Conventional thinking is that cognitive rest in a dark quiet room was the best treatment for a concussion and now some scientists say using your brain after a head injury is the better way to go. Not only is there no treatment for CTE, there is no way to conclusively diagnose it except by autopsy. We have come a long way in the last decade but we are just starting the quest for knowledge.
The NFL has been the lightening rod for criticism from concussion and CTE advocates. They may have been slow to the party or let down by their medical advisors back in the day. Currently, the league is no longer in denial.
The many rules changes have produced a new safer game. Just look at the recent ESPN 30 for 30 film: The ’85 Bears. The vast majority of the plays shown highlighting their defense would be penalized, fined and/or suspensions today. However, this protection does not apply to running plays or limit the routine head contact on every play. Why did Dave Duerson, who killed himself, have CTE and why does Jim McMahon have brain injury symptoms? Meanwhile, teammates Mike Singletary and Ron Rivera seem to be fine.
New York Giants owner John Mara said Sunday that the long-term effect of concussions on players and the link between football and CTE represent the most serious issues confronting NFL owners at the league meetings which start today, “and I don’t think anything else comes close.”
Let’s stop the rhetoric and focus on a solution. It doesn’t matter who first found or said there is a link between football and CTE. The focus should be on finding ways to diagnosis, treat, cure and prevent progressive brain disorders.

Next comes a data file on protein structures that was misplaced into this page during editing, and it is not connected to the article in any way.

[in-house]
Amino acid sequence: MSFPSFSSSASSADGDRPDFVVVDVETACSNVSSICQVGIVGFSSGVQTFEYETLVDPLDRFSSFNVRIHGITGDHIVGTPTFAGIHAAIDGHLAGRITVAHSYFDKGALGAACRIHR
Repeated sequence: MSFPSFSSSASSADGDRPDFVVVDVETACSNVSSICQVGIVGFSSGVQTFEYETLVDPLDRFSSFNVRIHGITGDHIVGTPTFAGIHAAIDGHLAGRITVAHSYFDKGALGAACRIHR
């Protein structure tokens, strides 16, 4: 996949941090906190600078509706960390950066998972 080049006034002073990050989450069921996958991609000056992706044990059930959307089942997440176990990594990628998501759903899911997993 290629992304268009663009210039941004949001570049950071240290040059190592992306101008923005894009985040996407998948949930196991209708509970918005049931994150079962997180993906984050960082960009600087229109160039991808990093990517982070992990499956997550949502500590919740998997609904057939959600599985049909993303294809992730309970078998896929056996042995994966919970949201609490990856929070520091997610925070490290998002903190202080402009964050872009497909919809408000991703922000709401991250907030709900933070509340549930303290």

Monday Morning MD: The new trend

There is a new injury rehabilitation trend and it has nothing to do with actual medicine. As social media continues to blossom, posting video of one’s recovery workouts has become the norm.
Le’Veon Bell, Jason Pierre-Paul and Jamaal Charles are just a few examples of NFL players who recently have joined the injury update by social media movement. Draft eligible players, like Butkus Award winner Jaylon Smith, have also participated in the “check out how well I am doing” posting craze.
Athletes who share these updates typically are trying to make the point of how hard they are working or how great the rehab is going. What is usually highlighted is the best snippet of their recovery, which may not be reflective of their actual status.
When news is leaked to the media, the information needs context and interpretation. Rarely is the message taken at face value. The same should be said about the injury updates. The videos need analyzing to determine their true meaning as well.
Self-released Vines should be looked at with a critical eye. I am not saying the postings are staged or faked, just that they need context and interpretation.
Le’Veon Bell, coming off MCL and PCL surgery, tweeted “clear to run” with a video link to prove it; however, what it showed wasn’t exactly running. Medically, it is more accurately described as jogging on an anti-gravity treadmill. Yes he was performing the running motion, but it was partial weight-bearing as the machine unloads body weight. In reality, it was a good sign of progress for Bell, but hardly as advertised.